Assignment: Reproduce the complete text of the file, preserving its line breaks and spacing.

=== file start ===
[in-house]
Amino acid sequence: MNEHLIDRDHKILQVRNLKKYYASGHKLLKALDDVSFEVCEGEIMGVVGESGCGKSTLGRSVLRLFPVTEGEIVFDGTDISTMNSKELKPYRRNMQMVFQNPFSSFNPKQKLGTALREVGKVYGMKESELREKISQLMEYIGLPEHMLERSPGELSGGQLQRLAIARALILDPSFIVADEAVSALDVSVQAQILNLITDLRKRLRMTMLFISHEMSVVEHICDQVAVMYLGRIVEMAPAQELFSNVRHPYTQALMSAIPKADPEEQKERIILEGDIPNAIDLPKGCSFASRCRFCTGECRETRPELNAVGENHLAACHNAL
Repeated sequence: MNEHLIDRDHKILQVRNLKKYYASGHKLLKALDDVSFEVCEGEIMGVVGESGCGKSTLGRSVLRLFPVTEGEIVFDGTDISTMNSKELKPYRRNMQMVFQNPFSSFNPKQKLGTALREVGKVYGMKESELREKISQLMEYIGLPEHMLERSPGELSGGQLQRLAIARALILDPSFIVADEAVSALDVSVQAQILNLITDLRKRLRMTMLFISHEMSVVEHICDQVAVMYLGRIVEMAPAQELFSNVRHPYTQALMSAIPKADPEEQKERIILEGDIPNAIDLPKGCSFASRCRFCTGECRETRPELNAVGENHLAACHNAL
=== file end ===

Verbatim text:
[in-house]
Amino acid sequence: MNEHLIDRDHKILQVRNLKKYYASGHKLLKALDDVSFEVCEGEIMGVVGESGCGKSTLGRSVLRLFPVTEGEIVFDGTDISTMNSKELKPYRRNMQMVFQNPFSSFNPKQKLGTALREVGKVYGMKESELREKISQLMEYIGLPEHMLERSPGELSGGQLQRLAIARALILDPSFIVADEAVSALDVSVQAQILNLITDLRKRLRMTMLFISHEMSVVEHICDQVAVMYLGRIVEMAPAQELFSNVRHPYTQALMSAIPKADPEEQKERIILEGDIPNAIDLPKGCSFASRCRFCTGECRETRPELNAVGENHLAACHNAL
Repeated sequence: MNEHLIDRDHKILQVRNLKKYYASGHKLLKALDDVSFEVCEGEIMGVVGESGCGKSTLGRSVLRLFPVTEGEIVFDGTDISTMNSKELKPYRRNMQMVFQNPFSSFNPKQKLGTALREVGKVYGMKESELREKISQLMEYIGLPEHMLERSPGELSGGQLQRLAIARALILDPSFIVADEAVSALDVSVQAQILNLITDLRKRLRMTMLFISHEMSVVEHICDQVAVMYLGRIVEMAPAQELFSNVRHPYTQALMSAIPKADPEEQKERIILEGDIPNAIDLPKGCSFASRCRFCTGECRETRPELNAVGENHLAACHNAL